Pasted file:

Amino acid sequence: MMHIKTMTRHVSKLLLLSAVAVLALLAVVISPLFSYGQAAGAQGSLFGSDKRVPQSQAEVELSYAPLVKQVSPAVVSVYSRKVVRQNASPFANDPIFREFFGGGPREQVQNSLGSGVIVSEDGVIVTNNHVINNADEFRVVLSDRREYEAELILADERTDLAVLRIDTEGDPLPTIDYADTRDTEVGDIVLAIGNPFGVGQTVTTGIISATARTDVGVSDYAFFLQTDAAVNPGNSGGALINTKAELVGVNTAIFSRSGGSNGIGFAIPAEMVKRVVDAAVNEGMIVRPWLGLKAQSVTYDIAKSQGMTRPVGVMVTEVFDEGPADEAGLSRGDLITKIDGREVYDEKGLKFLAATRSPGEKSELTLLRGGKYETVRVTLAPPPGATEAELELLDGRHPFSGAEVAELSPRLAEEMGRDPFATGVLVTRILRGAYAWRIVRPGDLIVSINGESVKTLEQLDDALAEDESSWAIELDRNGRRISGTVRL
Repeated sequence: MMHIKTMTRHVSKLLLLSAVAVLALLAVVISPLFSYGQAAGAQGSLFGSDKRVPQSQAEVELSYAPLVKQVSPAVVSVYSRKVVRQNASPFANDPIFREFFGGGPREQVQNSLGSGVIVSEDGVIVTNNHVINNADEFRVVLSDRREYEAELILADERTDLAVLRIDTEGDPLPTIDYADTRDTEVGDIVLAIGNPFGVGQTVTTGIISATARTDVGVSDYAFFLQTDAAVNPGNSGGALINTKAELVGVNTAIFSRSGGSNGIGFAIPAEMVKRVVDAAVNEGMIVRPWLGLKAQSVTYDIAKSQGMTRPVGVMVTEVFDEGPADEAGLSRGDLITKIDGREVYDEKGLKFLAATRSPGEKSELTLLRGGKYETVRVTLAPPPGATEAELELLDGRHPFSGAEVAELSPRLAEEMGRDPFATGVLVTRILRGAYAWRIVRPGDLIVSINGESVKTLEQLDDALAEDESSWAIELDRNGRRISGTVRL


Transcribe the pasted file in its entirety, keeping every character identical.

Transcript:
Amino acid sequence: MMHIKTMTRHVSKLLLLSAVAVLALLAVVISPLFSYGQAAGAQGSLFGSDKRVPQSQAEVELSYAPLVKQVSPAVVSVYSRKVVRQNASPFANDPIFREFFGGGPREQVQNSLGSGVIVSEDGVIVTNNHVINNADEFRVVLSDRREYEAELILADERTDLAVLRIDTEGDPLPTIDYADTRDTEVGDIVLAIGNPFGVGQTVTTGIISATARTDVGVSDYAFFLQTDAAVNPGNSGGALINTKAELVGVNTAIFSRSGGSNGIGFAIPAEMVKRVVDAAVNEGMIVRPWLGLKAQSVTYDIAKSQGMTRPVGVMVTEVFDEGPADEAGLSRGDLITKIDGREVYDEKGLKFLAATRSPGEKSELTLLRGGKYETVRVTLAPPPGATEAELELLDGRHPFSGAEVAELSPRLAEEMGRDPFATGVLVTRILRGAYAWRIVRPGDLIVSINGESVKTLEQLDDALAEDESSWAIELDRNGRRISGTVRL
Repeated sequence: MMHIKTMTRHVSKLLLLSAVAVLALLAVVISPLFSYGQAAGAQGSLFGSDKRVPQSQAEVELSYAPLVKQVSPAVVSVYSRKVVRQNASPFANDPIFREFFGGGPREQVQNSLGSGVIVSEDGVIVTNNHVINNADEFRVVLSDRREYEAELILADERTDLAVLRIDTEGDPLPTIDYADTRDTEVGDIVLAIGNPFGVGQTVTTGIISATARTDVGVSDYAFFLQTDAAVNPGNSGGALINTKAELVGVNTAIFSRSGGSNGIGFAIPAEMVKRVVDAAVNEGMIVRPWLGLKAQSVTYDIAKSQGMTRPVGVMVTEVFDEGPADEAGLSRGDLITKIDGREVYDEKGLKFLAATRSPGEKSELTLLRGGKYETVRVTLAPPPGATEAELELLDGRHPFSGAEVAELSPRLAEEMGRDPFATGVLVTRILRGAYAWRIVRPGDLIVSINGESVKTLEQLDDALAEDESSWAIELDRNGRRISGTVRL